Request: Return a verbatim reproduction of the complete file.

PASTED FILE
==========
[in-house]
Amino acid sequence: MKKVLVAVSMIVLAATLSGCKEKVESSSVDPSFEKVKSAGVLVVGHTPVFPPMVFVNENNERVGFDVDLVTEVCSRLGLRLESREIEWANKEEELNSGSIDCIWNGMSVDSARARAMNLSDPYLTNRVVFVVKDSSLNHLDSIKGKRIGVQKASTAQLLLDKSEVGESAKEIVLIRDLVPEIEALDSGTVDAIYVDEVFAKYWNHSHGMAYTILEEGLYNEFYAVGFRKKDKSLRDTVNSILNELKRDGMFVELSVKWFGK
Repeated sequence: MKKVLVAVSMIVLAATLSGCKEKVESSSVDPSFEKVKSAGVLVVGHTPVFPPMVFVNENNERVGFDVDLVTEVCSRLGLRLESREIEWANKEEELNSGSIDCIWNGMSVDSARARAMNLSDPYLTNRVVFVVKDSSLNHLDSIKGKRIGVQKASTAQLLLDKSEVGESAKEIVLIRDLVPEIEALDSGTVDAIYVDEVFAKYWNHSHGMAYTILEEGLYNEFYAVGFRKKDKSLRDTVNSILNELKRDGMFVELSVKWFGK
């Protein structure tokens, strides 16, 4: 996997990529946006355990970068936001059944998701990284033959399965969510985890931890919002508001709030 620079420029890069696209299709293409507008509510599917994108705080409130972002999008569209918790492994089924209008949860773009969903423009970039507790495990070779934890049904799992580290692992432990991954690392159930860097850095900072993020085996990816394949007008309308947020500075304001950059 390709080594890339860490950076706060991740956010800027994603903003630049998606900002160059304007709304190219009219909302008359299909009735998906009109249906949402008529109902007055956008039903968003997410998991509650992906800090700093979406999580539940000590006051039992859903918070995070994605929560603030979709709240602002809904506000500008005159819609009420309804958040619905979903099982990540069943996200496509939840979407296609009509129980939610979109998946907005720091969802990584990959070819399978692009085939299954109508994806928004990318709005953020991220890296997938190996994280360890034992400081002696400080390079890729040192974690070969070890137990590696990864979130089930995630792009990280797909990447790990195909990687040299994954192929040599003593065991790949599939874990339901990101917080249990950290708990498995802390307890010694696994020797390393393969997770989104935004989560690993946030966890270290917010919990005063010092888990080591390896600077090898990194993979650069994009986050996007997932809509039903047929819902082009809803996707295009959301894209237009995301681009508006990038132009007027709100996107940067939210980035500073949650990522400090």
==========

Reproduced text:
[in-house]
Amino acid sequence: MKKVLVAVSMIVLAATLSGCKEKVESSSVDPSFEKVKSAGVLVVGHTPVFPPMVFVNENNERVGFDVDLVTEVCSRLGLRLESREIEWANKEEELNSGSIDCIWNGMSVDSARARAMNLSDPYLTNRVVFVVKDSSLNHLDSIKGKRIGVQKASTAQLLLDKSEVGESAKEIVLIRDLVPEIEALDSGTVDAIYVDEVFAKYWNHSHGMAYTILEEGLYNEFYAVGFRKKDKSLRDTVNSILNELKRDGMFVELSVKWFGK
Repeated sequence: MKKVLVAVSMIVLAATLSGCKEKVESSSVDPSFEKVKSAGVLVVGHTPVFPPMVFVNENNERVGFDVDLVTEVCSRLGLRLESREIEWANKEEELNSGSIDCIWNGMSVDSARARAMNLSDPYLTNRVVFVVKDSSLNHLDSIKGKRIGVQKASTAQLLLDKSEVGESAKEIVLIRDLVPEIEALDSGTVDAIYVDEVFAKYWNHSHGMAYTILEEGLYNEFYAVGFRKKDKSLRDTVNSILNELKRDGMFVELSVKWFGK
């Protein structure tokens, strides 16, 4: 996997990529946006355990970068936001059944998701990284033959399965969510985890931890919002508001709030 620079420029890069696209299709293409507008509510599917994108705080409130972002999008569209918790492994089924209008949860773009969903423009970039507790495990070779934890049904799992580290692992432990991954690392159930860097850095900072993020085996990816394949007008309308947020500075304001950059 390709080594890339860490950076706060991740956010800027994603903003630049998606900002160059304007709304190219009219909302008359299909009735998906009109249906949402008529109902007055956008039903968003997410998991509650992906800090700093979406999580539940000590006051039992859903918070995070994605929560603030979709709240602002809904506000500008005159819609009420309804958040619905979903099982990540069943996200496509939840979407296609009509129980939610979109998946907005720091969802990584990959070819399978692009085939299954109508994806928004990318709005953020991220890296997938190996994280360890034992400081002696400080390079890729040192974690070969070890137990590696990864979130089930995630792009990280797909990447790990195909990687040299994954192929040599003593065991790949599939874990339901990101917080249990950290708990498995802390307890010694696994020797390393393969997770989104935004989560690993946030966890270290917010919990005063010092888990080591390896600077090898990194993979650069994009986050996007997932809509039903047929819902082009809803996707295009959301894209237009995301681009508006990038132009007027709100996107940067939210980035500073949650990522400090």